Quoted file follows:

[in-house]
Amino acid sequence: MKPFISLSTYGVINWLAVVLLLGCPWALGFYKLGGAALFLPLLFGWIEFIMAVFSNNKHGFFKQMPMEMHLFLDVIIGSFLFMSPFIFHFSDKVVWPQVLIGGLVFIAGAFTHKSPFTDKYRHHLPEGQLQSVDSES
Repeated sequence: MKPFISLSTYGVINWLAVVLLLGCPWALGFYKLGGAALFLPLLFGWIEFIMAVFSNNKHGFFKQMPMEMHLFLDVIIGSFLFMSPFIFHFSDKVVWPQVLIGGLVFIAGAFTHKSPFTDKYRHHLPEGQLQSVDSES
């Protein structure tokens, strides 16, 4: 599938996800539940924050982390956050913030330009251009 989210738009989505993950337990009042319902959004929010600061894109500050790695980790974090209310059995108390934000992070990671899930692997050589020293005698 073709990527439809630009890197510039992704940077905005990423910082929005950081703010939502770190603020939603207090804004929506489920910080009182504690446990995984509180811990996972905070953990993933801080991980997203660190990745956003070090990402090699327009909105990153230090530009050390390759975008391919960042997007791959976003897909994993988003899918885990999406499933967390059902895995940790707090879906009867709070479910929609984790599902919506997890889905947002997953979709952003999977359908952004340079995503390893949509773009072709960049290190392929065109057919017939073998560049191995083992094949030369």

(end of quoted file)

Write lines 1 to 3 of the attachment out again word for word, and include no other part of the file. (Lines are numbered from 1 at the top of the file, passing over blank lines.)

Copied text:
[in-house]
Amino acid sequence: MKPFISLSTYGVINWLAVVLLLGCPWALGFYKLGGAALFLPLLFGWIEFIMAVFSNNKHGFFKQMPMEMHLFLDVIIGSFLFMSPFIFHFSDKVVWPQVLIGGLVFIAGAFTHKSPFTDKYRHHLPEGQLQSVDSES
Repeated sequence: MKPFISLSTYGVINWLAVVLLLGCPWALGFYKLGGAALFLPLLFGWIEFIMAVFSNNKHGFFKQMPMEMHLFLDVIIGSFLFMSPFIFHFSDKVVWPQVLIGGLVFIAGAFTHKSPFTDKYRHHLPEGQLQSVDSES